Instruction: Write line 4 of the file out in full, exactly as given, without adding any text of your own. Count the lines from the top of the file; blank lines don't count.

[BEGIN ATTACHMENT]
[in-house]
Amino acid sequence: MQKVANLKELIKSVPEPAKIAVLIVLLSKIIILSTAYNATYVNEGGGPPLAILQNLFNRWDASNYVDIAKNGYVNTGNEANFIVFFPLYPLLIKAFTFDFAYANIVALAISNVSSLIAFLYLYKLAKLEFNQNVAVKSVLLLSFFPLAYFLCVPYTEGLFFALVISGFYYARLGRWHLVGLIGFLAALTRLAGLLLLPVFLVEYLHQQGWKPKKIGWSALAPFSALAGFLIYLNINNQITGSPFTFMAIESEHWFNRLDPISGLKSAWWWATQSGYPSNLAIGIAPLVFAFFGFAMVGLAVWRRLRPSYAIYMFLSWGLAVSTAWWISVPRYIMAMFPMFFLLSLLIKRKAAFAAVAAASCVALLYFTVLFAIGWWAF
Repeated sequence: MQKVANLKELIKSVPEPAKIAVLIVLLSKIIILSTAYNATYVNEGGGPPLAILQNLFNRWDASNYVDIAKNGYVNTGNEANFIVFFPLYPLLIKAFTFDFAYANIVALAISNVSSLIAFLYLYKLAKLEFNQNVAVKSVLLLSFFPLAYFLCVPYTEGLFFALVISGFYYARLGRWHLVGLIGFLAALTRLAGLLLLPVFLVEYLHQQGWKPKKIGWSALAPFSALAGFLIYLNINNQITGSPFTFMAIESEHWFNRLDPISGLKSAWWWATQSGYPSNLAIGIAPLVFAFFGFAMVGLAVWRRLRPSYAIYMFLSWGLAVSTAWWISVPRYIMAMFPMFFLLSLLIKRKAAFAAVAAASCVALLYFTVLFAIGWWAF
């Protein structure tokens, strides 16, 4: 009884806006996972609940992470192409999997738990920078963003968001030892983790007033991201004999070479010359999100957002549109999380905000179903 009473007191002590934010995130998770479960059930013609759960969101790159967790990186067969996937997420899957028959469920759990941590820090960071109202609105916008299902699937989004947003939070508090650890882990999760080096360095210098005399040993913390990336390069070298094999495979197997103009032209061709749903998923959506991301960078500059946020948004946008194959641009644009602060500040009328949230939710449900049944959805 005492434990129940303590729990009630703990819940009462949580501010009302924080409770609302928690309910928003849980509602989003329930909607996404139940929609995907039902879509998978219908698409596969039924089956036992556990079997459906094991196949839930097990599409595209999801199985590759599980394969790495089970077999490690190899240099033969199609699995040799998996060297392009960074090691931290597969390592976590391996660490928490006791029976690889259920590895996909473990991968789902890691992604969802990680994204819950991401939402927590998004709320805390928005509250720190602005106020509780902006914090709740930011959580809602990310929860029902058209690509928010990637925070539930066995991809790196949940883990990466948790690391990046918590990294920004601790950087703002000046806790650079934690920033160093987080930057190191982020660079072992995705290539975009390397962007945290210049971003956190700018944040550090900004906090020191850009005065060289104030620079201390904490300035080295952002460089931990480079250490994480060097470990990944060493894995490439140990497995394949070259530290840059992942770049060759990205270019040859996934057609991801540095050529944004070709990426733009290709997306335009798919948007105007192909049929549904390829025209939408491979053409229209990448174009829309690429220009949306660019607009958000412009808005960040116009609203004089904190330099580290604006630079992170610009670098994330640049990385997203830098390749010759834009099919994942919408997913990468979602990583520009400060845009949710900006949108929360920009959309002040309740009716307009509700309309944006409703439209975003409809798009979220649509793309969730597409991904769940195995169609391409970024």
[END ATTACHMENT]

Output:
């Protein structure tokens, strides 16, 4: 009884806006996972609940992470192409999997738990920078963003968001030892983790007033991201004999070479010359999100957002549109999380905000179903 009473007191002590934010995130998770479960059930013609759960969101790159967790990186067969996937997420899957028959469920759990941590820090960071109202609105916008299902699937989004947003939070508090650890882990999760080096360095210098005399040993913390990336390069070298094999495979197997103009032209061709749903998923959506991301960078500059946020948004946008194959641009644009602060500040009328949230939710449900049944959805 005492434990129940303590729990009630703990819940009462949580501010009302924080409770609302928690309910928003849980509602989003329930909607996404139940929609995907039902879509998978219908698409596969039924089956036992556990079997459906094991196949839930097990599409595209999801199985590759599980394969790495089970077999490690190899240099033969199609699995040799998996060297392009960074090691931290597969390592976590391996660490928490006791029976690889259920590895996909473990991968789902890691992604969802990680994204819950991401939402927590998004709320805390928005509250720190602005106020509780902006914090709740930011959580809602990310929860029902058209690509928010990637925070539930066995991809790196949940883990990466948790690391990046918590990294920004601790950087703002000046806790650079934690920033160093987080930057190191982020660079072992995705290539975009390397962007945290210049971003956190700018944040550090900004906090020191850009005065060289104030620079201390904490300035080295952002460089931990480079250490994480060097470990990944060493894995490439140990497995394949070259530290840059992942770049060759990205270019040859996934057609991801540095050529944004070709990426733009290709997306335009798919948007105007192909049929549904390829025209939408491979053409229209990448174009829309690429220009949306660019607009958000412009808005960040116009609203004089904190330099580290604006630079992170610009670098994330640049990385997203830098390749010759834009099919994942919408997913990468979602990583520009400060845009949710900006949108929360920009959309002040309740009716307009509700309309944006409703439209975003409809798009979220649509793309969730597409991904769940195995169609391409970024």